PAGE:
Hypercementosis may be localized to a single tooth or few teeth in a quadrant or may be generalized affecting multiple teeth. The local causes suggested include an adaption to functional changes, trauma, inflammation [5]. Generalized hypercementosis is not very common and hereditary or systemic disturbances are considered to be etiological factors [5, 6]. Paget’s disease, hyperthyroidism, rheumatic fever, rheumatoid arthritis, acromegaly, calcinosis, and vitamin A deficiency have all been implicated. Alternatively, an idiopathic, age related phenomenon has been considered as the most common cause. The early type seen in younger age groups is rare [7]. Basdra et al. (1997) reported one such case of hypercementosis in an 18-year-old female patient, with the need of orthodontic treatment. The patient had undergone orthodontic treatment previously. The patient’s medical history was noncontributory. Radiographic examination revealed generalized hypercementosis affecting all mandibular teeth. The maxillary teeth were not affected. On comparing with the radiographs, previously taken during the earlier orthodontic management, in the mixed dentition stage, there was no presence of hypercementosis. Such cases of generalized hypercementosis, in the absence of any underlying systemic factors, at such an early age have not been frequently reported in the literature.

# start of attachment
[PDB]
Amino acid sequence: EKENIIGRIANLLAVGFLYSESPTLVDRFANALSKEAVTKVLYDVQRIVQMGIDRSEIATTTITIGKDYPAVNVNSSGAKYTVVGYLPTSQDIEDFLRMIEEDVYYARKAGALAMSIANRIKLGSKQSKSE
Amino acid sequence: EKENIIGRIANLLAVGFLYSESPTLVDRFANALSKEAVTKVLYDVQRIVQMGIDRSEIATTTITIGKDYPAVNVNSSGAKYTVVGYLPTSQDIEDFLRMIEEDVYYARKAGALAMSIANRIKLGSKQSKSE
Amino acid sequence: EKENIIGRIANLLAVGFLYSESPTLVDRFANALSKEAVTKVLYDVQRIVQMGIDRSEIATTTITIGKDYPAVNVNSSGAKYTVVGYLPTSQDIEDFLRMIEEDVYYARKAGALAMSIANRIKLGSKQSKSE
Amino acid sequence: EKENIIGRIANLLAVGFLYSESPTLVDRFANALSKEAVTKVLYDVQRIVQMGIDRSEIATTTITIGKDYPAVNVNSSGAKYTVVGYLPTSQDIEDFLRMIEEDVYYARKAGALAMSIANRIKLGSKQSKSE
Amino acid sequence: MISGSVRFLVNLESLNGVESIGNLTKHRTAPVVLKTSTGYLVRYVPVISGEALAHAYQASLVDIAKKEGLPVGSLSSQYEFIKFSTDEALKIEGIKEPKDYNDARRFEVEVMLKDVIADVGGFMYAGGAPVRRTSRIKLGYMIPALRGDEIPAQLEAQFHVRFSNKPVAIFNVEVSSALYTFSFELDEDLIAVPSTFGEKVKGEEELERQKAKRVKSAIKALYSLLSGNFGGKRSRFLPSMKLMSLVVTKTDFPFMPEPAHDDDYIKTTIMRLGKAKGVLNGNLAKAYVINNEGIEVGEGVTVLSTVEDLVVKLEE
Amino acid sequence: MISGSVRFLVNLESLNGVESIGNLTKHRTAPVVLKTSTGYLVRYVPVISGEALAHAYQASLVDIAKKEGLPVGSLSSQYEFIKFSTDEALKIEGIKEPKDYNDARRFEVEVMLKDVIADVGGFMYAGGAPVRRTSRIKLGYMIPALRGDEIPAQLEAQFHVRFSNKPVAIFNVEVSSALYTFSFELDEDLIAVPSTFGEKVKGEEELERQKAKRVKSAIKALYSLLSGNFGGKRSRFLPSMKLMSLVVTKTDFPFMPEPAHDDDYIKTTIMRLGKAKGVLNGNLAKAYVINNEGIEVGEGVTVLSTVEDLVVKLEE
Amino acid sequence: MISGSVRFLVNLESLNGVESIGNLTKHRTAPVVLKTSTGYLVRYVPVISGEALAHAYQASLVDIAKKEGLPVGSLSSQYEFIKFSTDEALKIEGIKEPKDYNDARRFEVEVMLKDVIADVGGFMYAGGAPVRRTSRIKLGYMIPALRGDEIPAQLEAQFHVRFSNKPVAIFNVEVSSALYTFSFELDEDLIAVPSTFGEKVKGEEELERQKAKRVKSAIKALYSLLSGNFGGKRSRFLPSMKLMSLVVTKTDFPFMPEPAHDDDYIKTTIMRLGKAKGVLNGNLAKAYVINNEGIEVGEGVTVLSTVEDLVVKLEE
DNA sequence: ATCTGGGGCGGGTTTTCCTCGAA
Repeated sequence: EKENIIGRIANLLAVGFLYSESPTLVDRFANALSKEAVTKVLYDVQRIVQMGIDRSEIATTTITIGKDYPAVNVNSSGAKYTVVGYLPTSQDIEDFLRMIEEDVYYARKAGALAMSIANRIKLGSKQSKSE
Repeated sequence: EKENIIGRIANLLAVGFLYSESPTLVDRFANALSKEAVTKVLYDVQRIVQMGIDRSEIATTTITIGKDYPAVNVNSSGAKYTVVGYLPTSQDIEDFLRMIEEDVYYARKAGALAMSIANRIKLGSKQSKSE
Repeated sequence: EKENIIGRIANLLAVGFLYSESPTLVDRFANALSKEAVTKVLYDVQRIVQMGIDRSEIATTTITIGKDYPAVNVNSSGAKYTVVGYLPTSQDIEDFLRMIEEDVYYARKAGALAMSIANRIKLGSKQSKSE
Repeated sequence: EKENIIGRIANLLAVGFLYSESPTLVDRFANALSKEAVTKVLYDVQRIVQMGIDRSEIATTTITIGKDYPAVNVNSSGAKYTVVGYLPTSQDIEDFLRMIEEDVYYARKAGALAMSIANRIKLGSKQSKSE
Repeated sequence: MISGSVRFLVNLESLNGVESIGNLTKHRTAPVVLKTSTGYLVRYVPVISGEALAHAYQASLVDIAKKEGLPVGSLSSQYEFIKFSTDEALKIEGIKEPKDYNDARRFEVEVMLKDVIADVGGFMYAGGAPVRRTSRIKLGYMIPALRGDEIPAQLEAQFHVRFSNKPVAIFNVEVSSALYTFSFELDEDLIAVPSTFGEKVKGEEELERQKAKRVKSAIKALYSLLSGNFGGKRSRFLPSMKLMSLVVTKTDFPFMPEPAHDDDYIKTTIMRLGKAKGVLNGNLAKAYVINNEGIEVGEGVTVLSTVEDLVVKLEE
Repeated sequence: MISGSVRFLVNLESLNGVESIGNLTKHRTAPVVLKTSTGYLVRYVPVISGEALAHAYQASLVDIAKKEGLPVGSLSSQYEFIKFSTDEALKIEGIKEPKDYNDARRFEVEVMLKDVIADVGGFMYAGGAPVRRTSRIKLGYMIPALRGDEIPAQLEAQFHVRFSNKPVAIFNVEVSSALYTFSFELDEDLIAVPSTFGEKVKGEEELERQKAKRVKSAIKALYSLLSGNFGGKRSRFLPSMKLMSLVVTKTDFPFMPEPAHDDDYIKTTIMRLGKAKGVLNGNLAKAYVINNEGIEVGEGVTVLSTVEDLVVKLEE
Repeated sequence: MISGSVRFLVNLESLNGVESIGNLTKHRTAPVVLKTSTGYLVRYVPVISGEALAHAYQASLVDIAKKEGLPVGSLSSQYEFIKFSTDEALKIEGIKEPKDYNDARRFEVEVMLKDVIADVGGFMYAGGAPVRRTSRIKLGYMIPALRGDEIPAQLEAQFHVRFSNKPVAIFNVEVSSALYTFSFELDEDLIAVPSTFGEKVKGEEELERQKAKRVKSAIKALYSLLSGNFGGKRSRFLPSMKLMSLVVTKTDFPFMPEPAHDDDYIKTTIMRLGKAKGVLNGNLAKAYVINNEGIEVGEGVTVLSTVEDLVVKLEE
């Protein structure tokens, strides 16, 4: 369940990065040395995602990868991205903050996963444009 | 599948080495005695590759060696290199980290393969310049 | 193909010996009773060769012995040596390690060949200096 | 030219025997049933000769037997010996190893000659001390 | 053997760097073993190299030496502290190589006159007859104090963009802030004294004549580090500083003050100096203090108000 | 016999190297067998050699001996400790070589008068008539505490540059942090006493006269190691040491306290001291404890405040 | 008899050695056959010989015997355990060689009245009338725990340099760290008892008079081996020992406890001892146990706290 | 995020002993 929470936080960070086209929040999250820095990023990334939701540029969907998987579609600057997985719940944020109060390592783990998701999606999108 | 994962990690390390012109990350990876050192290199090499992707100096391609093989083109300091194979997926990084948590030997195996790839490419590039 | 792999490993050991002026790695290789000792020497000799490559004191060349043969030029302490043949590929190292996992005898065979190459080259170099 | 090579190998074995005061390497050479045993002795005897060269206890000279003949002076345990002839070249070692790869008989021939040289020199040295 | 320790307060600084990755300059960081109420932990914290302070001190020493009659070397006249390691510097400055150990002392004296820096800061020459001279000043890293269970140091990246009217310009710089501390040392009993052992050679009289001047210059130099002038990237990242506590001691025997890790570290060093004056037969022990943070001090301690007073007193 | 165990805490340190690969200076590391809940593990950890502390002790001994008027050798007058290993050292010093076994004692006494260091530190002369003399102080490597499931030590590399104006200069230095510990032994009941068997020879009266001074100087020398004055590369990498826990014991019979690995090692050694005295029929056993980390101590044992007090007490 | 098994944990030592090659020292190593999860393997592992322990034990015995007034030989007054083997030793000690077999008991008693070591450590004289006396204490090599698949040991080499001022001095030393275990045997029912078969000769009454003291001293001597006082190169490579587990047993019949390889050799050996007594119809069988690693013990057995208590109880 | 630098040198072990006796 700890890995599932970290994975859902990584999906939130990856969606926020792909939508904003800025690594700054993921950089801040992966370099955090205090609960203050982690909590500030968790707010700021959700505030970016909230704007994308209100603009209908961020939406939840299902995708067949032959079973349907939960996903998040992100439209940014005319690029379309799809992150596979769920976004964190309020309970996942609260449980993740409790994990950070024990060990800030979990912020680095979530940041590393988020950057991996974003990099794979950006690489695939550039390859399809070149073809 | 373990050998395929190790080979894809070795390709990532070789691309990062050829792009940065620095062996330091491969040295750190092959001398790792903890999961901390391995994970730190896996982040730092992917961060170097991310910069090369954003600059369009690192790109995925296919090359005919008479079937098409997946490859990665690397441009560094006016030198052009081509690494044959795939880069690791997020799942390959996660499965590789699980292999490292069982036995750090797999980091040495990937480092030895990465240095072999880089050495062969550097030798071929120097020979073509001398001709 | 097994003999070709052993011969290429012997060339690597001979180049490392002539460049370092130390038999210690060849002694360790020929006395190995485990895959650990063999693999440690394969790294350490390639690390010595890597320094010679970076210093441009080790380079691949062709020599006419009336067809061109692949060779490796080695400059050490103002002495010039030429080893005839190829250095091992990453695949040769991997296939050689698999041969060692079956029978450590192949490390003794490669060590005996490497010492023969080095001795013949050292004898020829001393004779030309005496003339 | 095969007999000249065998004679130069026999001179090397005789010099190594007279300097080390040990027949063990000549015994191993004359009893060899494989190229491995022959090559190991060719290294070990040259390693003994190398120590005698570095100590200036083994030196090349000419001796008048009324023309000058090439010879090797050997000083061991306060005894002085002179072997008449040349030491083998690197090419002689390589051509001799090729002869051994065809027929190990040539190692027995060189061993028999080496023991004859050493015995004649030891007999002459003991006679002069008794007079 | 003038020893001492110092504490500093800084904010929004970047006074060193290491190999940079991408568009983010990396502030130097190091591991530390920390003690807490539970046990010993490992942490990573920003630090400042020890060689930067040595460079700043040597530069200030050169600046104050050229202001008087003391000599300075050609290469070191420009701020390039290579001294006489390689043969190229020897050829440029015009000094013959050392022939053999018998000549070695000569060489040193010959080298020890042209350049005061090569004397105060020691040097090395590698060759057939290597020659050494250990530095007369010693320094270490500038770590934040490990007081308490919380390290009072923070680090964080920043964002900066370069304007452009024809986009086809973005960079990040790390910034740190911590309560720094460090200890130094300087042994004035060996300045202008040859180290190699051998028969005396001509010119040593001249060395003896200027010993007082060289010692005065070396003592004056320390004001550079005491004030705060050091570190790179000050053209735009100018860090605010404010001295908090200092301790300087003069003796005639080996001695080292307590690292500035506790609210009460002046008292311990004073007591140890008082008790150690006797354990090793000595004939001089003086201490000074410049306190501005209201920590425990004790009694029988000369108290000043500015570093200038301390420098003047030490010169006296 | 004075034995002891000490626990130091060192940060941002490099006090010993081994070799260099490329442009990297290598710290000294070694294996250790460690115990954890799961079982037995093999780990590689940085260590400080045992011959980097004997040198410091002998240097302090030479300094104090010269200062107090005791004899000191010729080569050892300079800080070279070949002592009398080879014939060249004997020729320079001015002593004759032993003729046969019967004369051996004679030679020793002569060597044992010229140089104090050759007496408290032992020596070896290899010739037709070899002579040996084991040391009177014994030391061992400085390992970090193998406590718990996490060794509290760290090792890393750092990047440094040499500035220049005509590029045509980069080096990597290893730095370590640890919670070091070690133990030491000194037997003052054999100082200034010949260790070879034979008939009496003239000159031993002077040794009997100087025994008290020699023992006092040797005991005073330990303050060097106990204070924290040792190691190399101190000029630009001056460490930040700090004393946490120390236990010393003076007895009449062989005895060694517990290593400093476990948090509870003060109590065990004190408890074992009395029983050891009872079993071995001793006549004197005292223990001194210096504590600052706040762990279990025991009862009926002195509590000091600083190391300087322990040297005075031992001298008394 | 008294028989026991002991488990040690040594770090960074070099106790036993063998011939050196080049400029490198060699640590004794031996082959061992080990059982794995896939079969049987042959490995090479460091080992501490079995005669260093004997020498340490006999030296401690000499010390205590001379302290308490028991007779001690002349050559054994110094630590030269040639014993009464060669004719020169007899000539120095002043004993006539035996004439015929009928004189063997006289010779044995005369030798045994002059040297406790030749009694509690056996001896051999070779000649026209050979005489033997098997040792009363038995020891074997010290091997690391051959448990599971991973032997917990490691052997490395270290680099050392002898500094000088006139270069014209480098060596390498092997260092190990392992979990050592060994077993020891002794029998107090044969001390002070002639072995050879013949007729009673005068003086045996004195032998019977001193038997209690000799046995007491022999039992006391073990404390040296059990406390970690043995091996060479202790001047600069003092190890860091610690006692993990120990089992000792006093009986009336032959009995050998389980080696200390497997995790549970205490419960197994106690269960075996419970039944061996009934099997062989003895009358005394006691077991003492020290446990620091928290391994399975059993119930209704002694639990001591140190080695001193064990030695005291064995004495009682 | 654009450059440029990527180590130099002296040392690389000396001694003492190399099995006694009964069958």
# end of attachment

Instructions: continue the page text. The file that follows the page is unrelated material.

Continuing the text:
Extent and pattern of cementum deposition vary among tooth groups and tooth surfaces [6]. In a study of 22,000 patients approximately around 42 years of age, single-tooth hypercementosis was radiographically observed in 1.7% of the individuals. There is an increased predilection in the mandibular premolars and molars when compared to the maxilla [4, 6]. Bilateral involvement is also not uncommon. Cementum may be deposited in a generalized manner, causing a symmetric enlargement of the entire root, or may be deposited in a localized manner, leading to varied macroscopic appearances such as focal, circular, and club-shaped lesions [2, 8]. It has been commonly described as a tooth with a bulbous root [9]. An increased tendency to reduce root surface concavities has been observed leading to deposition of thicker cementum layers in root surface grooves and in the furcation of multirooted teeth [6]. Hypercementosis most commonly presents with no clinical signs and symptoms, although it may be associated occasionally with ankylosis when the cementum is in direct contact with the bone or with fusion of roots of adjacent teeth in certain circumstances [4, 6].